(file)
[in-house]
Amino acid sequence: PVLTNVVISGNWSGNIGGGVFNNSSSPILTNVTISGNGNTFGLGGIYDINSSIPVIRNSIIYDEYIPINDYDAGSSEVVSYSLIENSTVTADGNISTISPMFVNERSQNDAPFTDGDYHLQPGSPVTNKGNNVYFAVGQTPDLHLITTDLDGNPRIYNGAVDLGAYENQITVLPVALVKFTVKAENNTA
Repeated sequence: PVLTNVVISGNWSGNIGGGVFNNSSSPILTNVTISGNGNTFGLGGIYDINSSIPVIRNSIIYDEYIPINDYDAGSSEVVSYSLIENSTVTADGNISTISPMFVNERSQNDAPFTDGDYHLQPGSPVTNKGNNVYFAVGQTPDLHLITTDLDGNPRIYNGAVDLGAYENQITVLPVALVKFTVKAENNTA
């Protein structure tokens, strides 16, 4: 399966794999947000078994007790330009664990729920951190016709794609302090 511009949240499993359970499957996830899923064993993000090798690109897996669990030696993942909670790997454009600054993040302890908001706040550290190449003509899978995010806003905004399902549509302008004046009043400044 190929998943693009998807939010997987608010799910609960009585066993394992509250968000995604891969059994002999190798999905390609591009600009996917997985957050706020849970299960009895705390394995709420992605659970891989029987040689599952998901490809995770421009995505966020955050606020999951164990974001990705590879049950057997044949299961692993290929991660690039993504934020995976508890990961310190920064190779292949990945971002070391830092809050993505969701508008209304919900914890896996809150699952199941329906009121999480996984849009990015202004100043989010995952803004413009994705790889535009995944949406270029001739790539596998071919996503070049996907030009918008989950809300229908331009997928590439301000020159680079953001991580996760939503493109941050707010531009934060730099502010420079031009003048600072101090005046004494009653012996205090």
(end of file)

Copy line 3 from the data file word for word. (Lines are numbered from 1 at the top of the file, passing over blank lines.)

Repeated sequence: PVLTNVVISGNWSGNIGGGVFNNSSSPILTNVTISGNGNTFGLGGIYDINSSIPVIRNSIIYDEYIPINDYDAGSSEVVSYSLIENSTVTADGNISTISPMFVNERSQNDAPFTDGDYHLQPGSPVTNKGNNVYFAVGQTPDLHLITTDLDGNPRIYNGAVDLGAYENQITVLPVALVKFTVKAENNTA